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Montek allays fears over rising interest rates

July 22, 2009 21:00 IST

Planning Commission Deputy Chairman Montek Singh Ahluwalia, on Wednesday allayed fears over significant hardening of interest rates in view of the high government borrowings, pegged at around Rs 4.5 lakh crore (Rs 4.5 trillion) this fiscal.

"I think the only fear we will have is that the fiscal deficit is high. It is not going to be high. It would be brought down next year. In view of that, I don't expect to see any significant hardening of interest rates", Ahluwalia said.

"This fear of interest rate hardening is actually based on an area concerned about the size of fiscal deficit, I think the fear that the fiscal deficit will remain high in subsequent years is not correct," he added.

Planning Commission Deputy Chairman Montek Singh Ahluwalia. Photograph: ReutersThe Budget has made it amply clear that there are good reasons why fiscal deficit is high this year. It would come down next fiscal and come down again a year after, he said.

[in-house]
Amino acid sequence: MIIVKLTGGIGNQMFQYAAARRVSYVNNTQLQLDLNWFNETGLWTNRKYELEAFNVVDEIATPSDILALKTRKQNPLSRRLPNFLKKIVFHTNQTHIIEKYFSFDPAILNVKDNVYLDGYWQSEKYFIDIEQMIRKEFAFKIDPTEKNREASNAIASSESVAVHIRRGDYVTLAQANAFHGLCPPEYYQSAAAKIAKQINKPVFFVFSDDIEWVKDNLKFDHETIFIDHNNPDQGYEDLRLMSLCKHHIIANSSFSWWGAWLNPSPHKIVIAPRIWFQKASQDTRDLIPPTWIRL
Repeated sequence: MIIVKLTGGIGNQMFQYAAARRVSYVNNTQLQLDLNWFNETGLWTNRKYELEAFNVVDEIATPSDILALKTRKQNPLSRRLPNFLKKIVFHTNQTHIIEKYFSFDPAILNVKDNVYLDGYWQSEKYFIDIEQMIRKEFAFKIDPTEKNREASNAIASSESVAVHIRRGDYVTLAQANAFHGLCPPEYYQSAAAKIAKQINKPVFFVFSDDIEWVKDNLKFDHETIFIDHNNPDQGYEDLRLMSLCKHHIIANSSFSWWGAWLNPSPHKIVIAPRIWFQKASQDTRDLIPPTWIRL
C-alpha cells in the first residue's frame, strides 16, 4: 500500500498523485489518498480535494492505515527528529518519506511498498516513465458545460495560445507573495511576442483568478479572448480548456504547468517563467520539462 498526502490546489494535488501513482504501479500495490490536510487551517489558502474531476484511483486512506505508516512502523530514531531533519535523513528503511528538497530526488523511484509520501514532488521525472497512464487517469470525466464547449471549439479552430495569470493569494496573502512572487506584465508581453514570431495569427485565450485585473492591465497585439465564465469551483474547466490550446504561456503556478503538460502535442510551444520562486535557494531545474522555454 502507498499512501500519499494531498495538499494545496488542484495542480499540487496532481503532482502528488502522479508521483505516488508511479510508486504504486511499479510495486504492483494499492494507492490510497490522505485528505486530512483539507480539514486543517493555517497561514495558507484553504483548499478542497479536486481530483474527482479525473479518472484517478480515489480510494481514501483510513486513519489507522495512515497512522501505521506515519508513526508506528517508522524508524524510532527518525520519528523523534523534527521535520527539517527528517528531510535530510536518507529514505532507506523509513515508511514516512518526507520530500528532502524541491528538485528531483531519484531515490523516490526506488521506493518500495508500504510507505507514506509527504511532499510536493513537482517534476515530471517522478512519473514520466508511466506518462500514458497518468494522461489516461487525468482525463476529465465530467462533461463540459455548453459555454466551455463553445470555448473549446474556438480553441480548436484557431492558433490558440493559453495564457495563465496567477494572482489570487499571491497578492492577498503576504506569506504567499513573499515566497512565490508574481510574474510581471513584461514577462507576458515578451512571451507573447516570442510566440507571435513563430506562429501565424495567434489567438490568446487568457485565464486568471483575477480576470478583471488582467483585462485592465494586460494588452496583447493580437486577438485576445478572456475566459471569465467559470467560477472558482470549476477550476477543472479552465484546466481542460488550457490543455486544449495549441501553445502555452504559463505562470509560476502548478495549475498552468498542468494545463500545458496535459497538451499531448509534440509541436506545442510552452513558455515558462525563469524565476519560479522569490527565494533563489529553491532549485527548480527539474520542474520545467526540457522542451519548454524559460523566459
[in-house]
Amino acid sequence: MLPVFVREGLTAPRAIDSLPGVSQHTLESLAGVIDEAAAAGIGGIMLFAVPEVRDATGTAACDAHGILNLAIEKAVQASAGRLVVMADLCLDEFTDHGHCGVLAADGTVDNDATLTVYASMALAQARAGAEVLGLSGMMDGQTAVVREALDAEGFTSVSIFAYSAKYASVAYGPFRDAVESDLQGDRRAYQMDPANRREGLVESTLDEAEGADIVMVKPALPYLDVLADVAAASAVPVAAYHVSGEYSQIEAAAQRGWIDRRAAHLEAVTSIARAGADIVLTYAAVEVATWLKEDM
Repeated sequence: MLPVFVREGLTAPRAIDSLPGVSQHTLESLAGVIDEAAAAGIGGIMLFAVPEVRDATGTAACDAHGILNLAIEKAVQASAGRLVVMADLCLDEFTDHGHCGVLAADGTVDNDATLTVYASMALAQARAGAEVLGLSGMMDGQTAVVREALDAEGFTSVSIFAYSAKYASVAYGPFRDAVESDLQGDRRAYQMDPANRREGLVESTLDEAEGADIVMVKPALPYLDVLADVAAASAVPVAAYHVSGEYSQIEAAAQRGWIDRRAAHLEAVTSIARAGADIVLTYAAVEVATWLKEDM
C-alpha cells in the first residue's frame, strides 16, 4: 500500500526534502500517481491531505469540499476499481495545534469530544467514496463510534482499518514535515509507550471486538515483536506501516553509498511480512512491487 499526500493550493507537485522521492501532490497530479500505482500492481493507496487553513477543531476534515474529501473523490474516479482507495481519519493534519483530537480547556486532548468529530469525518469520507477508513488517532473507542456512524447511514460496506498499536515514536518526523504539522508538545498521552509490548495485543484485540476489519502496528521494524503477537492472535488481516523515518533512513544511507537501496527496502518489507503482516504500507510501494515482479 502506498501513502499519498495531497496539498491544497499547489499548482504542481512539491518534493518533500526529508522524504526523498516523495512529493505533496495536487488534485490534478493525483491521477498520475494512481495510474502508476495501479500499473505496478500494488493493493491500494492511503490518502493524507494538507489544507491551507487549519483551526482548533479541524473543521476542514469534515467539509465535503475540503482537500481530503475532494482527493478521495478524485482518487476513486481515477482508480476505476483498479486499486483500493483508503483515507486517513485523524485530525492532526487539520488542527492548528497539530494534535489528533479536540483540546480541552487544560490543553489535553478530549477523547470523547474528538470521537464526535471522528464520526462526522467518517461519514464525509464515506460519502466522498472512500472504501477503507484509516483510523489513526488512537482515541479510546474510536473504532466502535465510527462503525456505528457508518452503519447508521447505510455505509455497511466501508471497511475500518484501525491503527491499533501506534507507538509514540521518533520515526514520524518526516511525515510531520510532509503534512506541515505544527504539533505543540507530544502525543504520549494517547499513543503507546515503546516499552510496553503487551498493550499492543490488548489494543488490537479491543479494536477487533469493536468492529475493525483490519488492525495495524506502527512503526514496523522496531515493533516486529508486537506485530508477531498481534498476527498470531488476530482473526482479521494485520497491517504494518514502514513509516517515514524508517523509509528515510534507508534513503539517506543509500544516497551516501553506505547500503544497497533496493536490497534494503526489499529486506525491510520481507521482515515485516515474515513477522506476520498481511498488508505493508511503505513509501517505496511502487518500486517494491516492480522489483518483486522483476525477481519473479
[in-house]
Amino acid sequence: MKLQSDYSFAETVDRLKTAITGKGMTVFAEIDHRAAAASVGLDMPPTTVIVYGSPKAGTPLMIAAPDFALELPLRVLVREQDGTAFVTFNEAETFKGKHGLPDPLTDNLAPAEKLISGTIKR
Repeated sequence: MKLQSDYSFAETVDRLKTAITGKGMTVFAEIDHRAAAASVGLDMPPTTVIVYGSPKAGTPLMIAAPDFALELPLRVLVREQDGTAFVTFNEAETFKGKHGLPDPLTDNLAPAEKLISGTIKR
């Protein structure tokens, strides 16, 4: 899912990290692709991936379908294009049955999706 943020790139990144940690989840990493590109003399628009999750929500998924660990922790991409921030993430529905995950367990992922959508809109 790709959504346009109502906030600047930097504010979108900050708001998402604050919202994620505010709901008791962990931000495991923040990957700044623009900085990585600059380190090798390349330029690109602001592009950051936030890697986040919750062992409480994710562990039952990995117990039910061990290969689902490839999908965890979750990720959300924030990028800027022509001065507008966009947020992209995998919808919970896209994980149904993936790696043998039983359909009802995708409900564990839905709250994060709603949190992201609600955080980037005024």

The Fiscal Responsibility and Budget Management (FRBM) papers has projected fiscal deficit to come down to 5.5 per cent next fiscal and 4 per cent a year after against 6.8 per cent estimated for the current fiscal.

"A lot of this fear about rising interest rates is the expectation that the government will keep on borrowing."

"I think, this year borrowings will not crowd out anybody for the simple reason. All the data which we have suggests that the investment this year is below normal. . . investment is not taking place at the rate at which it is taking place a year ago. That means there is room for the public sector to increase the fiscal deficit," he said.

Since Lehman Brothers collapsed in the middle of September last year, the RBI has cut short term lending rate (repo) by 4.25 percentage points and short term borrowing rate (reverse repo) by 2.75 percentage points, signalling lower interest rates in the market.

Banks have cut their lending rates, but not to the extent that Reserve Bank of India measures have intended. Now, certain quarters fear that interest rates will keep rising following huge market borrowings by the government and little money will be left for private players in the market. It is this fear that Ahluwalia sought to allay.

Image: Planning Commission Deputy Chairman Montek Singh Ahluwalia.

Photograph: Reuters

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